The Secret People
|Genre||Science fiction novel|
|Media type||Print (Hardback)|
The Secret People (1935) is a science fiction novel by John Wyndham. It is set in 1964, and features a British couple who find themselves held captive by an ancient race of pygmies dwelling beneath the Sahara desert. The novel was written under Wyndham's early pen name, John Beynon.
The Sahara is being flooded to create a new sea when the protagonist of the novel, Mark Sunnet, crashes his private rocket plane into an island of what is currently little more than a large lake. He soon finds himself and his female companion sucked into an underground cavern where they are promptly captured by mysterious pygmies.
The diet of little people is centred around large fungi; the captives speculate that stories which reached the surface of the little people and their giant mushrooms may have led to the myth of gnomes.
Sunnet finds that a tiered community has evolved in the underground caverns — the pygmies inhabiting a large underground collection of natural and artificial caverns and tunnels, and the captured humans in a deliberately isolated subsection of the caverns. He is also surprised to learn that family life exists in the caverns — "natives", children of captured humans who were born and have lived all their lives in the caverns exist, and are generally happy with their life, and have no wish to escape.
Most of the captured humans do wish to escape, and two different methods are being tried. Both are tunnels, one going up at an angle, to try and break through to the surface, and another on a level, hoping to intersect a pygmy tunnel or cavern, from where they will be able to make their way to the surface.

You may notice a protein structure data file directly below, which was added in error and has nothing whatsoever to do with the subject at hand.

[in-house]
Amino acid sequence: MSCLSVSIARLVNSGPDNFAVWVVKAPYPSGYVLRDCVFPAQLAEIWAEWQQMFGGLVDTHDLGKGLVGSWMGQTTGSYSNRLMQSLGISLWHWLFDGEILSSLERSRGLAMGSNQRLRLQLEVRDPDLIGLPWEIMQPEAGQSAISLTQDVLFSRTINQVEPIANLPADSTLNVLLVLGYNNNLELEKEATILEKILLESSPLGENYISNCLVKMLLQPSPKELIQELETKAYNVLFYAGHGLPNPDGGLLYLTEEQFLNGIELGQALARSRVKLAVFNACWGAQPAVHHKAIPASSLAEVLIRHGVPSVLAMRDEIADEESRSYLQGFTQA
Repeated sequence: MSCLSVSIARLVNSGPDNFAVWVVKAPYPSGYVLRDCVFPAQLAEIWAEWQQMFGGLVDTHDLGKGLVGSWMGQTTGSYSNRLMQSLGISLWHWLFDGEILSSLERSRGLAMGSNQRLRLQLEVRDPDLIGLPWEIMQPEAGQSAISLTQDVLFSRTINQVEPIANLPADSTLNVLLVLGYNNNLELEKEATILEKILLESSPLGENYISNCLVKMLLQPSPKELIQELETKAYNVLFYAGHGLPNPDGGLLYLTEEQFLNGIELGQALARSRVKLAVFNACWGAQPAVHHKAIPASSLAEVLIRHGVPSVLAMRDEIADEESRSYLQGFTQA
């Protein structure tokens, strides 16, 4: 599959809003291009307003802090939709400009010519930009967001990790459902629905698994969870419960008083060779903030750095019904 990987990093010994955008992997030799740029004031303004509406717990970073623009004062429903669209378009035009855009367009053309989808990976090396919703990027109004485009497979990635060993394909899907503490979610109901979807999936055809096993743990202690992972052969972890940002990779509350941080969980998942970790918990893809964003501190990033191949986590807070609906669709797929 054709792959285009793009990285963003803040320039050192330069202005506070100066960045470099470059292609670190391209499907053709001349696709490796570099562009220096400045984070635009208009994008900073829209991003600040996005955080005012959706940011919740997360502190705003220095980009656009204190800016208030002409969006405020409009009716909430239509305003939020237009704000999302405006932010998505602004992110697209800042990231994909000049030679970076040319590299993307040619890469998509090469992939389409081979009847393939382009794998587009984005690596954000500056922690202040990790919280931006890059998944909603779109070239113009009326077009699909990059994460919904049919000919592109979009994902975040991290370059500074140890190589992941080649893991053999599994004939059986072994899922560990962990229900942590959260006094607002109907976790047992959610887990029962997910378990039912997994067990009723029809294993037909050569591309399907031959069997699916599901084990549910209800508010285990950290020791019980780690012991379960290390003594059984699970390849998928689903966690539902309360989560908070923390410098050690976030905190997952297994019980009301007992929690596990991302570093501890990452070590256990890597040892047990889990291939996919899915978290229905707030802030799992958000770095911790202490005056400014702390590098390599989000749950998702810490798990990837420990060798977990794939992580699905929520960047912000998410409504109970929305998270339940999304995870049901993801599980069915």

The pygmies are distressed, and it is Sunnet's arrival that reveals why to the captives — the pygmies fear their environment will be flooded and destroyed by the newly formed Saharan Sea. Their fear is well founded, and the waters break through into the pygmy caverns, eventually flooding the entire ecosystem. Sunnet and a handful of others survive, and finish the story being sunburned after years of subterranean life, and establishing a new company based on primitive — but unique — technology they rescued from the caverns.
Set in 1964, the novel correctly identifies Queen Elizabeth II as the reigning monarch of Britain, although when the novel was published in 1935, she was only third in the line of succession.
An early passage in the book describes the comic-military reactions of Germany (which in 1935 was under Nazi rule) towards potential violations of their airspace by the protagonist's descending rocket plane. This suggests Wyndham considered it possible that the Third Reich would survive at least another 30 years into the future; an expectation of totalitarian regime longevity that is mirrored by his similar projections of the continued existence of the Soviet Union into the 21st century in The Outward Urge.
The central premise of the novel is that the little people were once much more common but had been pushed to the fringes of the world by their larger counterparts until they were finally forced underground.
- Bleiler, Everett (1948). The Checklist of Fantastic Literature. Chicago: Shasta Publishers. p. 50.